Bats in North America have been dealing with their own infectious disease called white-nose syndrome — and it’s had a much higher death rate than COVID-19 in humans.
Caused by a non-native fungus Pseudogymnoascus destructans, white-nose syndrome has devastated Ohio’s bat populations since spreading to the state in 2011, said former Ohio Division of Wildlife Technician Sarah Stankavich.
“The fungus likes the cold, so it actually grows on the bodies of the bats when they’re hibernating,” said Stankavich, who now works for Bat Conservation International. “Infected bats become irritated and continually wake up from hibernation, burning through the fat stores they need to survive the winter when there’s not any insects for them to feed on. They end up dying of starvation.”
Some bat species have been more affected by white-nose syndrome than others, particularly the little brown bat, northern long-eared bat and tri-colored bat, which were all listed as endangered in Ohio in 2020. Of these, the tri-colored bat is probably the least understood, said Mattea Lewis, who’s been tracking tri-colored bats for the Ohio Department of Natural Resources as part of a study funded by the U.S. Fish and Wildlife Service.
“There are not a lot of summer records for these bats in Ohio post white-nose syndrome, but we think they roost (nest) in foliage and dead leaves, as well as in bark and tree cavities like other bat species,” Lewis said, adding that tri-colored bats are currently being considered for listing under the federal Endangered Species Act. “We’re trying to learn more about their behavior and habitat preferences so we can recommend unique management strategies.”
To find tri-colored bats — which are so small they’re often mistaken for moths — Lewis has travelled to various bat hotspots in the state to set up mist nets, which are large mesh nets (up to 25-by-60 feet) suspended between two poles to entangle nearby flying bats. Captured bats are assessed for health and tagged with radio transmitters before being released so they can be tracked back to their day roosts.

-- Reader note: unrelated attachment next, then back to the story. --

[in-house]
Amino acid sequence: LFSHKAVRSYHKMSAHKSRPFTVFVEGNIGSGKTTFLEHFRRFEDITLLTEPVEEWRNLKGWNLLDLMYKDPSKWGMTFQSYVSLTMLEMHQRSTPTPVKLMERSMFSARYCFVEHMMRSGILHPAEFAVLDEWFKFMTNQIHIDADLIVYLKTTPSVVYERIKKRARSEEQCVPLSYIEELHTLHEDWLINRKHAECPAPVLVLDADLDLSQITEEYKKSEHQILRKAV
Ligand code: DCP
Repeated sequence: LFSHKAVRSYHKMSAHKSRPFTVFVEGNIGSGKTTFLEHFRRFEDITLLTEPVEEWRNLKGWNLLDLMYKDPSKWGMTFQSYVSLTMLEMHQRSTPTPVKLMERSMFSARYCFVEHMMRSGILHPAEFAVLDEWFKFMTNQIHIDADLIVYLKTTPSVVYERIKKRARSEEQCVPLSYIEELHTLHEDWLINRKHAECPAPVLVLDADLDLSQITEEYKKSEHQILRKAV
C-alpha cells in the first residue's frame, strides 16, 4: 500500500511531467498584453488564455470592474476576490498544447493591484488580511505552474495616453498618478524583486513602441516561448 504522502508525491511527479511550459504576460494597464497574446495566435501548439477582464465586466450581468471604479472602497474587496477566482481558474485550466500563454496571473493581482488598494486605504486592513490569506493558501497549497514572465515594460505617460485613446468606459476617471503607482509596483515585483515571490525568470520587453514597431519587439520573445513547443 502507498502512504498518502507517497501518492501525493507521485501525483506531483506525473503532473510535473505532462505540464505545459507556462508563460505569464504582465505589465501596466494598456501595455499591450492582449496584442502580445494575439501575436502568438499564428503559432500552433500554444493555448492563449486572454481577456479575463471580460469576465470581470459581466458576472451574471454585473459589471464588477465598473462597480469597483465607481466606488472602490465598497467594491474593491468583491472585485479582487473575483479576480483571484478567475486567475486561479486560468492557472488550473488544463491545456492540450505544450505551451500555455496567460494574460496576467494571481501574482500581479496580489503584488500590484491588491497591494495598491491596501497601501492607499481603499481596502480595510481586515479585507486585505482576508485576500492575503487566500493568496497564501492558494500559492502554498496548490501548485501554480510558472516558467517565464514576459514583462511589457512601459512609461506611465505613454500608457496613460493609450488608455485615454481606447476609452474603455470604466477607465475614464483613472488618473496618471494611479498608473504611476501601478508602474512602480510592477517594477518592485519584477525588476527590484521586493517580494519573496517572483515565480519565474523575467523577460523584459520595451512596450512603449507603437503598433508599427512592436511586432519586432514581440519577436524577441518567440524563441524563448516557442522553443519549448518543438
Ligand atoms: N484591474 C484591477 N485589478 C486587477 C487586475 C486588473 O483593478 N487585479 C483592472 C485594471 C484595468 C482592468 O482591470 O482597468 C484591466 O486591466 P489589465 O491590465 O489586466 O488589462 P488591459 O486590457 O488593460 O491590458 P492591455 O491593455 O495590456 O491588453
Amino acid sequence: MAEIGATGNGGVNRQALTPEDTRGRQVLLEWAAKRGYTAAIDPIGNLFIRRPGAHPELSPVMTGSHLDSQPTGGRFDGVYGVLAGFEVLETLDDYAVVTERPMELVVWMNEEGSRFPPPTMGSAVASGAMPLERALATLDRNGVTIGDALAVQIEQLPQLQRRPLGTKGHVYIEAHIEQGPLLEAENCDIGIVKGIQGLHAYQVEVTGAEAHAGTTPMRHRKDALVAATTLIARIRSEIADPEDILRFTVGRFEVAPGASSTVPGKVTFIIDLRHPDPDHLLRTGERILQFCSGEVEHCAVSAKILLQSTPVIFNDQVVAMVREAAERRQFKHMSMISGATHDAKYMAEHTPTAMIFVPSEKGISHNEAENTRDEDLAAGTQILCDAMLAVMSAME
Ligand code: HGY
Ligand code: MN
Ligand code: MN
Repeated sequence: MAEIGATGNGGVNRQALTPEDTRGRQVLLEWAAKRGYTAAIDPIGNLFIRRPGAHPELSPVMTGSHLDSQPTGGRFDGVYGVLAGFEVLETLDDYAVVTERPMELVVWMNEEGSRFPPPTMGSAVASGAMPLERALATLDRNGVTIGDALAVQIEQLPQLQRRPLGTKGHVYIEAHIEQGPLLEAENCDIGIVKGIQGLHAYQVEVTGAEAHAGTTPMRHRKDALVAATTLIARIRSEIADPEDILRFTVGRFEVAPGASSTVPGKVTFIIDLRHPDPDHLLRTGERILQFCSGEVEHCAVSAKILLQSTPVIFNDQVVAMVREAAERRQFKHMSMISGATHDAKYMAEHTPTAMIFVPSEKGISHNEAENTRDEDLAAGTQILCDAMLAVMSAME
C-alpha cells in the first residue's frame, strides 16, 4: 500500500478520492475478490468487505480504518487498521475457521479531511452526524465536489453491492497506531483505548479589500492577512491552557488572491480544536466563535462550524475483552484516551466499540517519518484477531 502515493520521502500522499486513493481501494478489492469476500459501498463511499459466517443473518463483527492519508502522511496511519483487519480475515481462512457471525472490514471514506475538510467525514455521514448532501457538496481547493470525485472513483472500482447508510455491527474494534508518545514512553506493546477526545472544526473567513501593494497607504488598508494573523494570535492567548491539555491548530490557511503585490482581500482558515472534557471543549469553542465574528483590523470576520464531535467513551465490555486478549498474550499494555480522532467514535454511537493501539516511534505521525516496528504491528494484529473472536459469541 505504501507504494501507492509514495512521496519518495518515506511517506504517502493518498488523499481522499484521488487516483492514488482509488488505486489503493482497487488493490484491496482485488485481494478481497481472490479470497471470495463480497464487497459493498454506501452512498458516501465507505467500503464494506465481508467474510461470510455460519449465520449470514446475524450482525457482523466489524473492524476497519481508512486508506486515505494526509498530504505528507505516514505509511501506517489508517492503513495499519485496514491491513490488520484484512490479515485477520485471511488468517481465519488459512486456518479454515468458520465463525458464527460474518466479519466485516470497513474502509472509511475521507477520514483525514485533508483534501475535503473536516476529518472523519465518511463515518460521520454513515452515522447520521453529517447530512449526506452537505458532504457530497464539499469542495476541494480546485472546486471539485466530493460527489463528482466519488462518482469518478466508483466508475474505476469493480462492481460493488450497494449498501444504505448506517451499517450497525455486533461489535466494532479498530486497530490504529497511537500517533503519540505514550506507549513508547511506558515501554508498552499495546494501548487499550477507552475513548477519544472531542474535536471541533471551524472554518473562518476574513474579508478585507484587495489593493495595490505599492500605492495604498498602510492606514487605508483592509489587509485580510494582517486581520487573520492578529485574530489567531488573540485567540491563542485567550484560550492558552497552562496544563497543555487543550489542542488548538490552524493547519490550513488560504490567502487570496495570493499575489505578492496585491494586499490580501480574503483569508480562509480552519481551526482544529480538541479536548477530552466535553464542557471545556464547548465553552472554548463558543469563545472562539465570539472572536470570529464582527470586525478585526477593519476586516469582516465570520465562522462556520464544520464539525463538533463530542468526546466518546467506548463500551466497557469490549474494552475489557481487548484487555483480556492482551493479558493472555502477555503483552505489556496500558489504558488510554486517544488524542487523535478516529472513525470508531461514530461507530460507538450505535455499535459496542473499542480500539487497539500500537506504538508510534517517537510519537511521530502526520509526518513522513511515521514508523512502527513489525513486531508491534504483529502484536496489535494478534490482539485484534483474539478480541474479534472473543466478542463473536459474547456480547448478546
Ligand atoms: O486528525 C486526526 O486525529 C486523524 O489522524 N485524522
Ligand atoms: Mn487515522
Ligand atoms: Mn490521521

“I hope this data can lead to some management actions that can help increase the remnant tri-colored population,” Lewis said. “If we know what to protect and what areas they’re using, we can better manage for the species and overall try to get the numbers up.”
Why do bats matter?
Beyond being an evolutionary wonder as the only mammal capable of true flight, bats are hugely beneficial for controlling insects, saving an estimated $3.7 billion per year in reduced crop damage and pesticide use. Tri-colored bats, for instance, can catch insects like mosquitos, flies and beetles as quickly as every two seconds. Outside of Ohio, bats are important pollinators and seed dispersers of fruits like bananas and agave, and scientists have increasingly looked to bats for inspiration in medicine and engineering.
How can Ohioans help bats?
One of the first steps is adhering to land-management recommendations laid out by the Ohio Department of Natural Resources and Ohio Bat Working Group, including no tree cutting or trimming from April 1 – Sept. 30, Stankavich said.
“Leave as many potential roost trees as possible — dead or dying trees of any size; trees with loose, peeling bark or cracks and crevices; and trees with clusters of dead leaves,” she said. “Even after the young can fly, bats are going to continue to roost in trees until they leave for their winter migration or they hibernate, which usually starts in October.”
Lewis encouraged installing bat boxes or joining citizen science efforts such as acoustic surveys to record echolocation calls, which help estimate bat presence (citizen science data even helped Lewis identify one of her bat survey locations this summer).
“There are just endless questions that have yet to be answered for bats,” Lewis said. “They’re very elusive, secretive creatures, but they’re so fascinating — they never fail to amaze me.”
According to the Centers for Disease Control and Prevention, “there is currently no evidence that the virus that causes COVID-19 is present in any free-living wildlife in the United States, including bats.” Learn more about bats and COVID-19.